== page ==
John Martyn: Barely Acoustic

By Miche Archetto:

One of the early influences of singer/songwriter and guitarist John Martyn has been Skip James. In 1972 John Martyn recorded his personal rendition of Skip James’ song “Devil Got My Woman“, that he entitled ” I’d Rather Be The Devil”. Even though the sound is everything but acoustic, it is interesting to listen to what it was possible to do with Echoplex and an acoustic guitar already in 1973 that is the year of this live recording at the BBC.
John Martyn, OBE (11 September 1948 – 29 January 2009) (born Iain David McGeachy) was a British singer-songwriter and guitarist. Over a 40 year career, he released 21 studio albums, working with artists such as Eric Clapton, David Gilmour and Phil Collins. He has been described by The Times as “an electrifying guitarist and singer whose music blurred the boundaries between folk, jazz, rock and blues”. 
Martyn began his professional musical career when he was 17, playing a blend of blues and folk resulting in a distinctive style which made him a key figure in the British folk scene during the mid-1960s. He signed to Chris Blackwell’s Island Records in 1967 and released his first album, London Conversation, the following year.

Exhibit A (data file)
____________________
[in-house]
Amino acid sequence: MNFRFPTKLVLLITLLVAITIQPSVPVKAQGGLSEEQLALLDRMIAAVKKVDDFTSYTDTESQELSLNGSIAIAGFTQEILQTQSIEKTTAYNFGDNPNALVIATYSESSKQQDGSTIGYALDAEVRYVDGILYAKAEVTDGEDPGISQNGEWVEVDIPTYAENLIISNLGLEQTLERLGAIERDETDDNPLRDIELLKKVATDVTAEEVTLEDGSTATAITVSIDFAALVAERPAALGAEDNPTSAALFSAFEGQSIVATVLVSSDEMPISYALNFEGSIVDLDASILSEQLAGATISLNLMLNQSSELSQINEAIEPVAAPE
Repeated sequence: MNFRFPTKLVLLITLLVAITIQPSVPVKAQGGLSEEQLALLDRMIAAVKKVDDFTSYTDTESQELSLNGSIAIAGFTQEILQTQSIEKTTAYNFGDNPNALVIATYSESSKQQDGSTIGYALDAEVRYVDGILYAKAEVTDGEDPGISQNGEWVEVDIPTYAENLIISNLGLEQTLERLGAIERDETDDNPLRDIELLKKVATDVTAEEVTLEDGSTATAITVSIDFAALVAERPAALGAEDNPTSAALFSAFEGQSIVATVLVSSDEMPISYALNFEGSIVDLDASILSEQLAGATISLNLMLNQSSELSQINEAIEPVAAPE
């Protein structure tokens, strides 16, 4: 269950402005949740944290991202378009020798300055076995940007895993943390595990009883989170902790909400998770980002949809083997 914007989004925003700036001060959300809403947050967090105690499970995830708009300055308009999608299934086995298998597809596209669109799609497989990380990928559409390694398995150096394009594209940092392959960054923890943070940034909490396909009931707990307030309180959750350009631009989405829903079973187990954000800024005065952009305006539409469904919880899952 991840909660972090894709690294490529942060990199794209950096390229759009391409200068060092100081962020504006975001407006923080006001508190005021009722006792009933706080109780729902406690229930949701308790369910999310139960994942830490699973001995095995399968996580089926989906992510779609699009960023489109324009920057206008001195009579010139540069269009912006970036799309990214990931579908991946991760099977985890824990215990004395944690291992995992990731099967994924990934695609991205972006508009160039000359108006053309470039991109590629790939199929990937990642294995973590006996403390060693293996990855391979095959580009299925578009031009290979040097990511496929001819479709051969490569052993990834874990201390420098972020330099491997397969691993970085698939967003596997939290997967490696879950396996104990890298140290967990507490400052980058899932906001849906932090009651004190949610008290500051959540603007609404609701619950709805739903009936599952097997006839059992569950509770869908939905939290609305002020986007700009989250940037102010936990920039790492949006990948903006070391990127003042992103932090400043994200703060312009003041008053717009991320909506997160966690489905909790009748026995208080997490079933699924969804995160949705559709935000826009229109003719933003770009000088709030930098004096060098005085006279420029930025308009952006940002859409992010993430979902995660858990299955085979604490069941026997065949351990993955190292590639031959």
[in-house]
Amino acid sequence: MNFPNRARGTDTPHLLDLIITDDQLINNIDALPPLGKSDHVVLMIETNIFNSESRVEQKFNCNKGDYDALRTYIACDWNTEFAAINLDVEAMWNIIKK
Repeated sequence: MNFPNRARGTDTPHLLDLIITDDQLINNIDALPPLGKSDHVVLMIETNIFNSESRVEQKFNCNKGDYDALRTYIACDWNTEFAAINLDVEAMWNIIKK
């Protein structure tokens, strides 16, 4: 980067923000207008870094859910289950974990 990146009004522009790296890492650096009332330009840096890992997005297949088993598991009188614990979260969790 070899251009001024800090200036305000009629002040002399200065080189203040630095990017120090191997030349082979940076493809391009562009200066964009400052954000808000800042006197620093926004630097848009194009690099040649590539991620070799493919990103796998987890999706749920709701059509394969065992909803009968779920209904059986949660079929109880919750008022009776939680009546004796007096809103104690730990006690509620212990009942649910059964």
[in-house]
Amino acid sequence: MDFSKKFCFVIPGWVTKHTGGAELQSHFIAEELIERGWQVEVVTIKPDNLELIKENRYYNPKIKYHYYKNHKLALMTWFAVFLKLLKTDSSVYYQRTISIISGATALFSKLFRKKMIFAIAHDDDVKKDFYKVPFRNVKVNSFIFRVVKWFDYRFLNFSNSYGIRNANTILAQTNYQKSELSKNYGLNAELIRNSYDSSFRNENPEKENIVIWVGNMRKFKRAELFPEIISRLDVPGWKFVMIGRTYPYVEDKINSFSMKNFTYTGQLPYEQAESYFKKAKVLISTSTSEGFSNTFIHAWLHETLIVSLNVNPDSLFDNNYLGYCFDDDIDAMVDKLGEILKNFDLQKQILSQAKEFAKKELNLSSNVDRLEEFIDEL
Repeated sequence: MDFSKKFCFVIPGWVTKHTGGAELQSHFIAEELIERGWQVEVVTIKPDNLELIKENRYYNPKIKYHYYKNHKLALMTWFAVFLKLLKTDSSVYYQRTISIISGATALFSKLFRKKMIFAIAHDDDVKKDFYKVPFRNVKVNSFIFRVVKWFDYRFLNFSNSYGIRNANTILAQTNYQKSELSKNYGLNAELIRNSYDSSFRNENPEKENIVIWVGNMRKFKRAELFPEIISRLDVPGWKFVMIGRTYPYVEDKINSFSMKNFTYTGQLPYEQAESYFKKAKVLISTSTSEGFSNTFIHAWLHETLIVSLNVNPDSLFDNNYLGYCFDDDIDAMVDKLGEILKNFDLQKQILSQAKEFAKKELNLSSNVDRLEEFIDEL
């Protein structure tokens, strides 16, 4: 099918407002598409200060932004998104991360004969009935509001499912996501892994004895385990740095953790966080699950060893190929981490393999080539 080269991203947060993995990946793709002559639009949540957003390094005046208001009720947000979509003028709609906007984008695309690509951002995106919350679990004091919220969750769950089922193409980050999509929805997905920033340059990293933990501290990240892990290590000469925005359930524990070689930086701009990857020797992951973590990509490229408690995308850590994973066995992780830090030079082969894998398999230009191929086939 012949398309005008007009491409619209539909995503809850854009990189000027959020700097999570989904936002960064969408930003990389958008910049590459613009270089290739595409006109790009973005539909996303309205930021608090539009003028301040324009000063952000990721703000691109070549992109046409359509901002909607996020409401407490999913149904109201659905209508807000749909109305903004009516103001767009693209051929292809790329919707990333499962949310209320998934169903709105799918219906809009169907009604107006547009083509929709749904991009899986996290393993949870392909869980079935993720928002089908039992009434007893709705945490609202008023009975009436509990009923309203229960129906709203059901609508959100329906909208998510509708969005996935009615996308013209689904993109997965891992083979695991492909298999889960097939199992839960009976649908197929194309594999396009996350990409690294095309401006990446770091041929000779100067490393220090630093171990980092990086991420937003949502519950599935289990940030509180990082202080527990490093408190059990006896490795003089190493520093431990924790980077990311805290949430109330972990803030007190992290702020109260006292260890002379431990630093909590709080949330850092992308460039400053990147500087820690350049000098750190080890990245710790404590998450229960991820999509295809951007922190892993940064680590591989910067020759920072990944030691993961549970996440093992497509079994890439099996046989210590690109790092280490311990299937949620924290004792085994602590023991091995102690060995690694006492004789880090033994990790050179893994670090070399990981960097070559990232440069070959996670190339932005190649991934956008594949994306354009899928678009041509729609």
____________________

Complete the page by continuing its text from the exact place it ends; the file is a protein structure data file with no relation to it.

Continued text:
This first album was soon followed by The Tumbler, which was moving towards jazz. By 1970 Martyn had developed a wholly original and idiosyncratic sound: acoustic guitar run through a fuzzbox, phase shifter and Echoplex. This sound was first apparent on Stormbringer! in 1970, which was written and performed by both John and Beverley Martyn, his then wife, who had previously recorded solo as Beverley Kutner and had worked with artists such as Nick Drake and Jimmy Page. Her second album with Martyn was The Road to Ruin, also released in 1970. Island Records felt that it would be more successful to market Martyn as a solo act and this was how subsequent albums were produced, although Beverley Martyn continued to make appearances as a background singer as well as continuing as a solo artist herself” More

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